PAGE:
January 6th, 2004

Mars Gravity Biosatellite Newsletter #6

Mars Gravity Biosatellite will provide the first data on the adaptation of the mammalian body to the partial gravity of 0.38g found on the surface of Mars. It will help provide answers to one of the critical outstanding questions in the planning of future human expeditions to the Red Planet. Mars Gravity is led by the Massachusetts Institute of Technology (MIT), the University of Washington (UW) and the University of Queensland (UQ).

September 25th, 2002

Mice in space The Courier-Mail

Move over, Disney Mouseketeers

September 24th, 2002

Martian mice The World Today

Mouse-tro-nauts are about to become the next pioneers in space, leading the way to Mars, it seems. The University of Queensland is joining two American universities to send mice out there to test how mammalian bodies cope with long journeys and low gravity, even giving birth.

September 24th, 2002

Of mice and Mars: rodents aid exploration The Bend Bulletin

Before man goes to Mars, mice will go to lava caves. And Central Oregon this weekend will host two pioneer rodents in what could become one giant step toward space exploration. For 48 hours, two female mice, Chevy and Pontiac, will live in a “life bubble” in Skylight Cave near Black Butte. The bubble could become the prototype of what will be used in the future when humans explore the galaxy.

September 24th, 2002

Mice leading the way to Mars News Interactive - Australia

SCIENTISTS plan to send pregnant mice into space to find out if mammals can colonise Mars. University of Queensland PhD engineering student Jason Hoogland today said the planned 2005 mission would be a world first with 11 mice launched into space to orbit the earth in a small rocket, including four which were pregnant.

September 18th, 2002

An Inside Look at the Mars Gravity Biosatellite Project

Yes, it’s true. Mars needs women — as well as men — to carry out the first landmark expedition to the red planet. But before humans set boot on the far-off world, what’s really mandatory are a few good mice. That’s the position of the Mars Gravity Biosatellite Project, a student-led private initiative to study the effects of Martian gravity on mammals. The mission that the students have accepted is nothing short of groundbreaking. Can Earth-adapted organisms survive lengthy travel to Mars, as well as long stays on the red planet?

August 1st, 2002

Of Mice and Martians Wired News

A space crew of 11 female mice, flying on a shoestring budget, will soon teach us more about artificial gravity than NASA has managed to learn in more than 40 years. That’s what Mars Society president Robert Zubrin is saying about the Mars Gravity Biosatellite Project, which will study the long-term health effects of Martian gravity on mammals. “We’re hoping,” said MIT professor Paul Wooster, Biosatellite’s program manager, “to find out if Martian gravity, which is one-third of the Earth’s, is enough to counteract the bone and muscle loss astronauts experience in zero-g.”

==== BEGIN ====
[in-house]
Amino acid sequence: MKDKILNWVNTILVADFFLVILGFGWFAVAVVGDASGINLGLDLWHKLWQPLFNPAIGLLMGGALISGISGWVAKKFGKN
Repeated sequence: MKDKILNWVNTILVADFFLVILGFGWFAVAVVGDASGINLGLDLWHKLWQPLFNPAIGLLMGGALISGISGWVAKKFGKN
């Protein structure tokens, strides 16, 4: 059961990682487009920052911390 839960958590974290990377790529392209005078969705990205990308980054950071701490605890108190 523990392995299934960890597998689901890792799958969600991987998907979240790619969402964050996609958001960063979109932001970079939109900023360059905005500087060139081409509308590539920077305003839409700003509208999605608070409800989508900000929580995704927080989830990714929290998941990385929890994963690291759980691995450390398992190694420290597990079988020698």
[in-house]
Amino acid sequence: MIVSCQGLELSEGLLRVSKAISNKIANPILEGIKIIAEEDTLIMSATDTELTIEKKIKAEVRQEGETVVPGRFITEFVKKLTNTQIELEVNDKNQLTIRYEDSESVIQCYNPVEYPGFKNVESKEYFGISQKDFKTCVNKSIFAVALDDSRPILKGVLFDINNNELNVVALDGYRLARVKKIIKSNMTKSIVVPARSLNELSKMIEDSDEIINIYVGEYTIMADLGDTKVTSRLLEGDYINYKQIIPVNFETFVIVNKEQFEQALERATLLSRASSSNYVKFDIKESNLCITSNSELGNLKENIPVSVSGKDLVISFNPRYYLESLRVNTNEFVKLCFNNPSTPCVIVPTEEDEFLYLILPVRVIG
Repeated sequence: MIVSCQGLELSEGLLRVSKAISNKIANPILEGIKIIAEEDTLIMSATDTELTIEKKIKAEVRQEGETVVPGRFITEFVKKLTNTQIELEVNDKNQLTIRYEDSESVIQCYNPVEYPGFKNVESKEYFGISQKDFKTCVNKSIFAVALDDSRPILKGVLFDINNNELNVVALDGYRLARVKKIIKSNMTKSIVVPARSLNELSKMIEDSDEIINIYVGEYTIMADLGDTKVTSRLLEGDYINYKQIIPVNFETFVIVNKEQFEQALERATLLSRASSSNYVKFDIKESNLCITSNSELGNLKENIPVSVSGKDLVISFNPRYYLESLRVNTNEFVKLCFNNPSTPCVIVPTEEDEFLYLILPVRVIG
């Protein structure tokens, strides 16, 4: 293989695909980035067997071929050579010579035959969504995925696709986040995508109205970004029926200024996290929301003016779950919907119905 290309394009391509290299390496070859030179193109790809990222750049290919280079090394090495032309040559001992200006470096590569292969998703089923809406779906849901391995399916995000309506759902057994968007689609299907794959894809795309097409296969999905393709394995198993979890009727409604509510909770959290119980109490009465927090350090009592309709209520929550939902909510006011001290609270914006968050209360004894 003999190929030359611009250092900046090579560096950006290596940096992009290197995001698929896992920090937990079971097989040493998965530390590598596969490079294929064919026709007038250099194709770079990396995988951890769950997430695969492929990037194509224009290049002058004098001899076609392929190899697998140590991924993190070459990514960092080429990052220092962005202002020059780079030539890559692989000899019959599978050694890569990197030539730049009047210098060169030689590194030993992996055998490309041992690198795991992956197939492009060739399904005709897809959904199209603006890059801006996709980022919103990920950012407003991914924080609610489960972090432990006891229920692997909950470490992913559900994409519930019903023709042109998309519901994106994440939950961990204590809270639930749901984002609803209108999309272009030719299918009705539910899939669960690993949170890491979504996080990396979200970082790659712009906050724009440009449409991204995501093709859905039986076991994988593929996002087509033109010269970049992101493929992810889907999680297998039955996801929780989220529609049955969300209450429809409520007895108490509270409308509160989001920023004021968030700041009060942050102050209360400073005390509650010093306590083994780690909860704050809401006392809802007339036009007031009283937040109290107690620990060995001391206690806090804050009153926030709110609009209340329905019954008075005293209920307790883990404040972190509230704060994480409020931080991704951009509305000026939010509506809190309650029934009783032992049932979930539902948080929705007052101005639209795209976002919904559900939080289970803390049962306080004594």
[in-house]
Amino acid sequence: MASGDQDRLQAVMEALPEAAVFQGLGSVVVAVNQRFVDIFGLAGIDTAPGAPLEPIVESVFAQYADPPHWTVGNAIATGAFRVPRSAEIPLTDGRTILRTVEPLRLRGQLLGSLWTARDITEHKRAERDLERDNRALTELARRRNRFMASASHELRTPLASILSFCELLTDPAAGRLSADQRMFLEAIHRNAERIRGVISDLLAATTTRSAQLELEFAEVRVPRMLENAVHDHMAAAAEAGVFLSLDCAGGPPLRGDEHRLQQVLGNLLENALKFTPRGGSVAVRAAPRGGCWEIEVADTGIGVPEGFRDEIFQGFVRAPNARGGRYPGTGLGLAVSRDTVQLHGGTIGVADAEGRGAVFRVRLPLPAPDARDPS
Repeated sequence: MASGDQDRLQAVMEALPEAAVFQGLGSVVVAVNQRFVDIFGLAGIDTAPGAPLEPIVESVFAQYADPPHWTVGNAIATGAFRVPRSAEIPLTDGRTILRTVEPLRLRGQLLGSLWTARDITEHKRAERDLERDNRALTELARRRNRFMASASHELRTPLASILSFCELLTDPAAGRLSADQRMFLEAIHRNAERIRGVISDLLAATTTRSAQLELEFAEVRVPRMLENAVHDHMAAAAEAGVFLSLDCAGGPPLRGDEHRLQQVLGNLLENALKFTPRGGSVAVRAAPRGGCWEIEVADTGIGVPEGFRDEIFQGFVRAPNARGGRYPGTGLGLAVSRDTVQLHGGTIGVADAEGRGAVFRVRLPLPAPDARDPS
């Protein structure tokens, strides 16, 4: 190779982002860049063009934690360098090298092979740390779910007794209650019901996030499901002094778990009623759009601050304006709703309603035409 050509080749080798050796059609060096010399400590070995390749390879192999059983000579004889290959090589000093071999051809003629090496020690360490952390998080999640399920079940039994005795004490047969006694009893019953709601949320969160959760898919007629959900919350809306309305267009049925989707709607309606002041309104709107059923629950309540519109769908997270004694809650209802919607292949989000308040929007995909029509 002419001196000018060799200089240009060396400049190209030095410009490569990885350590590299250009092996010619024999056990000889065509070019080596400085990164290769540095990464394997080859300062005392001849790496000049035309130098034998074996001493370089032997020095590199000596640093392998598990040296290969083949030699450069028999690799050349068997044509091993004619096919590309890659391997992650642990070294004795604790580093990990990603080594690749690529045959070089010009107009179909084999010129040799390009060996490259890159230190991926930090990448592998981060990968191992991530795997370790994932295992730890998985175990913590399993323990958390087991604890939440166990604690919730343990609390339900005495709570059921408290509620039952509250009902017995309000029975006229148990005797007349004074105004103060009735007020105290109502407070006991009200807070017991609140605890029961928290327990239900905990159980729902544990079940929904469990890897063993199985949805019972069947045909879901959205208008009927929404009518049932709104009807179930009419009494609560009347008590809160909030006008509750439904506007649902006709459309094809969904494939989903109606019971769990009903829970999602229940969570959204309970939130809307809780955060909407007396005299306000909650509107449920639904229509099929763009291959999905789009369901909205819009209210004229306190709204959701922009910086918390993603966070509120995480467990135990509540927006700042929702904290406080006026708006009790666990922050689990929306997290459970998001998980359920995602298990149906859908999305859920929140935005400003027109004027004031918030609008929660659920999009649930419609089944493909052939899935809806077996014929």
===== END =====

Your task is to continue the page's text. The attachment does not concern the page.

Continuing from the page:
April 25th, 2002

‘Mice-stronauts’ could lead way to Mars CNN

An initiative to send the first mammals into space for the express purpose of procreation has enlisted the support of several prestigious universities and a wealthy patron, according to a private organization dedicated to Mars exploration. The Mars Society said it hopes to send a crew of mice into orbit for nearly two months, allowing the rodents enough time to reproduce a brood that matures into adulthood. The mission would place the “mice-stronauts” in an environment that simulates the gravity of Mars, about one third that of Earth, to help plan long-term manned trips to the red planet, according to the Colorado-based group.

April 18th, 2002

UW students to send mice to space University of Washington

Students from the University of Washington have won a place on a team that plans to launch mice into space, seeking answers to the little-explored question of how Martian gravity affects mammals. The UW aeronautics and astronautics students will work with fellow students from the Massachusetts Institute of Technology and the University of Queensland in Australia to build the Translife Mars Gravity Biosatellite, a spacecraft capable of carrying the mice in orbit for nearly two months under simulated Martian gravity, then landing them safely back on Earth. The mission will feature several firsts, including the first birth of mammals in space. The Mars Society, a private organization that promotes the exploration and settlement of Mars, officially announced the team today, after having hosted a competition to determine the best concept for a spacecraft to undertake the endeavor.

September 3rd, 2001

Of Mice and Men, and babies, in space CNN

A crew of miniature mammals will go where no humans have gone before, into space for the specific purpose of procreation, if a private space exploration group can make the mission fly. The proposed two-month orbital flight would allow enough time for the mice-stronauts to reproduce and the young to become adults, according to the Mars Society. The experiment would place the orbiting animals in an environment that simulated the gravity of Mars, about one third that of Earth, in order to help plan long-term manned missions to the red planet.

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